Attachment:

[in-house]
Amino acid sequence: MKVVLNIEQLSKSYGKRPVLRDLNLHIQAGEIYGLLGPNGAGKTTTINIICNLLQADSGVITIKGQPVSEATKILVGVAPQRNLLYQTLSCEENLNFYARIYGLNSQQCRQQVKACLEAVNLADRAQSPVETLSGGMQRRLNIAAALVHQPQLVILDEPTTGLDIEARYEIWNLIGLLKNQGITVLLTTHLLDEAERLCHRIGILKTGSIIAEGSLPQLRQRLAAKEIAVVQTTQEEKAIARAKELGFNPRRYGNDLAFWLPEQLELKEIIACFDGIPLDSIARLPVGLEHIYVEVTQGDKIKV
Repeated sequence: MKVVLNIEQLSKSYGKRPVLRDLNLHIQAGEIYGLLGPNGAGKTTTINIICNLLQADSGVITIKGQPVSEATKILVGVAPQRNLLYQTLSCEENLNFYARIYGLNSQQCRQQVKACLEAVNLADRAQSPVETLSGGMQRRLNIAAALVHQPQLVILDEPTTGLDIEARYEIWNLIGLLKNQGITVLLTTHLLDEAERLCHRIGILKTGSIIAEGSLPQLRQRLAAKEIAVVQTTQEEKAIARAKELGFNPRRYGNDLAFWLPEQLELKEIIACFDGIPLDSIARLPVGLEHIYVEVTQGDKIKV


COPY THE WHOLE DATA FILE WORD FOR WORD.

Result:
[in-house]
Amino acid sequence: MKVVLNIEQLSKSYGKRPVLRDLNLHIQAGEIYGLLGPNGAGKTTTINIICNLLQADSGVITIKGQPVSEATKILVGVAPQRNLLYQTLSCEENLNFYARIYGLNSQQCRQQVKACLEAVNLADRAQSPVETLSGGMQRRLNIAAALVHQPQLVILDEPTTGLDIEARYEIWNLIGLLKNQGITVLLTTHLLDEAERLCHRIGILKTGSIIAEGSLPQLRQRLAAKEIAVVQTTQEEKAIARAKELGFNPRRYGNDLAFWLPEQLELKEIIACFDGIPLDSIARLPVGLEHIYVEVTQGDKIKV
Repeated sequence: MKVVLNIEQLSKSYGKRPVLRDLNLHIQAGEIYGLLGPNGAGKTTTINIICNLLQADSGVITIKGQPVSEATKILVGVAPQRNLLYQTLSCEENLNFYARIYGLNSQQCRQQVKACLEAVNLADRAQSPVETLSGGMQRRLNIAAALVHQPQLVILDEPTTGLDIEARYEIWNLIGLLKNQGITVLLTTHLLDEAERLCHRIGILKTGSIIAEGSLPQLRQRLAAKEIAVVQTTQEEKAIARAKELGFNPRRYGNDLAFWLPEQLELKEIIACFDGIPLDSIARLPVGLEHIYVEVTQGDKIKV